For this one the Fabulous Kangaroos tag team was appointed as special referees. They called the bout fairly although Steve York of the Globe remarked 'And then there was that goofy business of making wrestlers Al Costello and Roy Heffernan referees. Whoever heard of two referees for a regularly scheduled championship bout?'



    Thesz would return in August 1958 for 2 straight weeks and challenge champ Hutton on consecutive cards. Thesz, cheered as he usually was -unless facing Whipper- would dropkick Hutton and when trying for a second one would connect with ref Bert Maxwell. Thesz would cover a prone Hutton and when Maxwell woke up and patted Thesz on the back the fans thought he was declaring Lou the winner. He was actually disqualifying Thesz for the hit. Thesz protested but to no avail. Watson was on hand to watch the bout after being off due to surgery and would watch as Hutton was stretchered out again. It said Whipper had been originally set to face Hutton but had to go in for minor surgery. Another article described the bout as a 'shooting match.'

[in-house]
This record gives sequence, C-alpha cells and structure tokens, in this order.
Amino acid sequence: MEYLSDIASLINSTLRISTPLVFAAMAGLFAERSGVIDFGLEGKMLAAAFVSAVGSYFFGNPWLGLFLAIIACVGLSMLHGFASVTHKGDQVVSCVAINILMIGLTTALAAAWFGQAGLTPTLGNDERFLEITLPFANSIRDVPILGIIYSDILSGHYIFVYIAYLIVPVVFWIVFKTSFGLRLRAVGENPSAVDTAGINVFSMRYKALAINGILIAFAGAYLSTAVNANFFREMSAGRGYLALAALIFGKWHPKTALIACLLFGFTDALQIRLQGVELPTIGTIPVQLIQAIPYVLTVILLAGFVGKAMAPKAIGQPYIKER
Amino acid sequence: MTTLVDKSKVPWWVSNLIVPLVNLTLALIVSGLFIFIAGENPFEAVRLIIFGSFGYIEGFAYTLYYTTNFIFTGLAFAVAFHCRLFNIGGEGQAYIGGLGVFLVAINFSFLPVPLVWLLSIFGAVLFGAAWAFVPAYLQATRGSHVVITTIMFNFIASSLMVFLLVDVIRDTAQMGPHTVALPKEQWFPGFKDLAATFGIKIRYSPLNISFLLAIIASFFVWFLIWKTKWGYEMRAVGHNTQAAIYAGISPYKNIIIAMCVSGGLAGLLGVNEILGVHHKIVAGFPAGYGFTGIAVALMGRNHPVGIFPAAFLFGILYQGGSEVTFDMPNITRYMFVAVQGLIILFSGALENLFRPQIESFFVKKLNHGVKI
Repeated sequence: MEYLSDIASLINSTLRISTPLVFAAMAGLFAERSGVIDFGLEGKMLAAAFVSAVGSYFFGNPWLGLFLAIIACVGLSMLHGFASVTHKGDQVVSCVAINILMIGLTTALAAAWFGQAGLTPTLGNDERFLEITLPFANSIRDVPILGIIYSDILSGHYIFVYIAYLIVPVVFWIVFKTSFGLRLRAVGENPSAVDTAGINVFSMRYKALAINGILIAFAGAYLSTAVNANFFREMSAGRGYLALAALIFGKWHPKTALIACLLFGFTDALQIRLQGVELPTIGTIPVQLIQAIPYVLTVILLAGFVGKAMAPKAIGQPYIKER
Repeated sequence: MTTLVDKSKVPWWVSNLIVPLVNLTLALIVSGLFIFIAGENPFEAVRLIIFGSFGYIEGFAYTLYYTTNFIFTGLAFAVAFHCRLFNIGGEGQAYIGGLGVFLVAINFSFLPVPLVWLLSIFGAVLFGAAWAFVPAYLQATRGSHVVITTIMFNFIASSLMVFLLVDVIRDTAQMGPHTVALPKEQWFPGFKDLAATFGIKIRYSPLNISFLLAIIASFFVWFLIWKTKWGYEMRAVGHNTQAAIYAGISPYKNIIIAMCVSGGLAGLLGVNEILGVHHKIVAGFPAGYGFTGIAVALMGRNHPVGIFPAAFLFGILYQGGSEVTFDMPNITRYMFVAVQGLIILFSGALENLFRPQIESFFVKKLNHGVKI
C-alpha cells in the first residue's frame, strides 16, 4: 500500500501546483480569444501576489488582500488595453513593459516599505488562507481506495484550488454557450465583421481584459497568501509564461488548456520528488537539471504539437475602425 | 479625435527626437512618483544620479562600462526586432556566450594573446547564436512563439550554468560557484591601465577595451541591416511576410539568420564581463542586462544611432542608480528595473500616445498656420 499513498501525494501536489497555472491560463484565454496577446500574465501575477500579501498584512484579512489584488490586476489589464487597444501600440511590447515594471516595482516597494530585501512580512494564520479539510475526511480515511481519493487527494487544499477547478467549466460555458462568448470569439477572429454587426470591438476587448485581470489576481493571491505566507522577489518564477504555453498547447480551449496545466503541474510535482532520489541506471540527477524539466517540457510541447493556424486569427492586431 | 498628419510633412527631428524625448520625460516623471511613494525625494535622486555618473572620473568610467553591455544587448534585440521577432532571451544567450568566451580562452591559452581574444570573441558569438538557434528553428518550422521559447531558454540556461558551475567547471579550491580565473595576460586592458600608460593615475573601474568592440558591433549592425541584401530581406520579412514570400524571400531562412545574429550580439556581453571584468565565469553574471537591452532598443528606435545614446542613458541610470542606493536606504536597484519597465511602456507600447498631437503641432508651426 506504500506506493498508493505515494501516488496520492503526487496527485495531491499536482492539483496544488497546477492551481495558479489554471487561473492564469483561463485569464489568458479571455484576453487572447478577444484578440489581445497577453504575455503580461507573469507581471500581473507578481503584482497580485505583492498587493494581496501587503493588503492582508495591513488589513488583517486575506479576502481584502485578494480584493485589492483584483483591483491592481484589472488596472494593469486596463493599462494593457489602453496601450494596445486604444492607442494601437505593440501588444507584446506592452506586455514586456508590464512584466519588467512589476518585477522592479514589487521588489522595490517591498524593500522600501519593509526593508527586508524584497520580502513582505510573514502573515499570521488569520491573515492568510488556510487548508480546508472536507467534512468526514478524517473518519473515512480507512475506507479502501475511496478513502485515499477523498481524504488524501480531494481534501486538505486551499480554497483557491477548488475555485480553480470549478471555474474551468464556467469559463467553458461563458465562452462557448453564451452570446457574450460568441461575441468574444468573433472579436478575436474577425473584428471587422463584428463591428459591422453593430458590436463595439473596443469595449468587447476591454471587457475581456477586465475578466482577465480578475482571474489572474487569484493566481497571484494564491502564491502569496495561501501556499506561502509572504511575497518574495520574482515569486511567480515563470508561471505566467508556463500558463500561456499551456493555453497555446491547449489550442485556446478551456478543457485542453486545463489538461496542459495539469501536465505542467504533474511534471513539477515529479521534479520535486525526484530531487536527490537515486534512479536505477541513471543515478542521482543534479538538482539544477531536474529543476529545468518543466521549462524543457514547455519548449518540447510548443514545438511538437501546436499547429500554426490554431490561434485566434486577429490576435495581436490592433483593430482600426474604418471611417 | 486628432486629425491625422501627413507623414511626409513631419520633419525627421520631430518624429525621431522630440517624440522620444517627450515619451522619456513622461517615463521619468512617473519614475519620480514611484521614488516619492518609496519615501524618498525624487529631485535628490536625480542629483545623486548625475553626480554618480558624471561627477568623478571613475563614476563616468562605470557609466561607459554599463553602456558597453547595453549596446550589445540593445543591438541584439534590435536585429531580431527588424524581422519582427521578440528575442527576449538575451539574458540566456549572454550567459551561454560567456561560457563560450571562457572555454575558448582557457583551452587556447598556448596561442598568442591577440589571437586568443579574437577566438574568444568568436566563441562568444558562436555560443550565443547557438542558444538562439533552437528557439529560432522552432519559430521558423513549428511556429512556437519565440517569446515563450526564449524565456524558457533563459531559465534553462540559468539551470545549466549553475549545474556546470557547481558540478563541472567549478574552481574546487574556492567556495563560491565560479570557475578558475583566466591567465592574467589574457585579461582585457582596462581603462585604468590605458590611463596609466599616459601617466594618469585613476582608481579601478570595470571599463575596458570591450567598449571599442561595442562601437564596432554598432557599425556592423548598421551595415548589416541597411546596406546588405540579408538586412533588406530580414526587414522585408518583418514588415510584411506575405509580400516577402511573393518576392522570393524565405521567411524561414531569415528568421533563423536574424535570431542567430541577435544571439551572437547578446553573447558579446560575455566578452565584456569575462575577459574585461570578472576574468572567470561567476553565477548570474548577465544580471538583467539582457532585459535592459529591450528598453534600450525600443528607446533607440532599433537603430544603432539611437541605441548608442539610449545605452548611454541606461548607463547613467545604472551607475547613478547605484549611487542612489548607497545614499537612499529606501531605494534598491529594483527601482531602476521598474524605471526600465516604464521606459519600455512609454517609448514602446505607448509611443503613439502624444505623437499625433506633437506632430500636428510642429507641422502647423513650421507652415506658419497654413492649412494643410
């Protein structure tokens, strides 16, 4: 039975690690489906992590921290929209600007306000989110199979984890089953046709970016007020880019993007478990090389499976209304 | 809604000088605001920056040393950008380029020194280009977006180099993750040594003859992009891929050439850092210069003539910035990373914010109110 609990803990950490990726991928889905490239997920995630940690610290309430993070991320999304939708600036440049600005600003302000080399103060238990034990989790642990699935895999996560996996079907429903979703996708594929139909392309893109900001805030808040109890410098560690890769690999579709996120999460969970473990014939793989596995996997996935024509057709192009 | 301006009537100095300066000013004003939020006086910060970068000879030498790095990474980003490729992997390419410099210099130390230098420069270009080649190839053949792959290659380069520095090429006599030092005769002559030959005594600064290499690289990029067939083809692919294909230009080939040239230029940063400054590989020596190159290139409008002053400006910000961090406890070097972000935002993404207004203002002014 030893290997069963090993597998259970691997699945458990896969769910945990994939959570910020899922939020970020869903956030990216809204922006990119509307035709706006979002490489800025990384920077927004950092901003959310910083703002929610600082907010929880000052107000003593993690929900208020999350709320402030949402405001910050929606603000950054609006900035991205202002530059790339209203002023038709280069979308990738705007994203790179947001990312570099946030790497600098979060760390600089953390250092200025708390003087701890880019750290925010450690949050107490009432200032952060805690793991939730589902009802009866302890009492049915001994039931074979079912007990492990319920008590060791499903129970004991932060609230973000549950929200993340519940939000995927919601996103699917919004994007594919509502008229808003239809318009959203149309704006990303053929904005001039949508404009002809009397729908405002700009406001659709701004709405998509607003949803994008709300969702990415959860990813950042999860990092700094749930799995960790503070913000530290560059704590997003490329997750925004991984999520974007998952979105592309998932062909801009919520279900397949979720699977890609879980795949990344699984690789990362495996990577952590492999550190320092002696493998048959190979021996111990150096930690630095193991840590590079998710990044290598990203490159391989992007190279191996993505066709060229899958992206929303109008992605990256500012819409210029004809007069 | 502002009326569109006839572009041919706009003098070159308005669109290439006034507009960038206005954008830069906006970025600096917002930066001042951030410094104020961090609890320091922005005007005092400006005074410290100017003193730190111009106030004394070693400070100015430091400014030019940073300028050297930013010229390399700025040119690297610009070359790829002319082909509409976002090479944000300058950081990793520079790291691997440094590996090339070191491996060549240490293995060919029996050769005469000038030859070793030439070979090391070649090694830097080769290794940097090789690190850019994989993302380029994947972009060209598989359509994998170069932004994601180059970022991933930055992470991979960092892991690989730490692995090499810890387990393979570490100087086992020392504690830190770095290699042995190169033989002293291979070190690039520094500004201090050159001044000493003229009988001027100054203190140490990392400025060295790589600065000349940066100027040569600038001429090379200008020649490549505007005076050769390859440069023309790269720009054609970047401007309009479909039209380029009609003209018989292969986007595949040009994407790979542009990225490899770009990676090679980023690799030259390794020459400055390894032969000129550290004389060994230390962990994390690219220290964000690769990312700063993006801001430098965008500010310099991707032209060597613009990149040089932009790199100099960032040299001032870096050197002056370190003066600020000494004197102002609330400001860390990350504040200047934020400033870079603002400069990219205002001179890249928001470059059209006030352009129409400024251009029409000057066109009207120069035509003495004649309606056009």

The second bout vs Thesz on Aug 21 ends in a curfew draw after '36 minutes of ‘skill, science and Hutton's canny rewrites of the NWA rule book, if there is one.’ Thesz would try to get an extra 5 minutes added while special ref Wilbur Snyder checked with Hutton who would have nothing to do with it. Snyder was said to have been mutually agreed upon by both participants.  Whipper, who was on hand again would challenge the winner of the bout beforehand but would have to wait as there was no winner......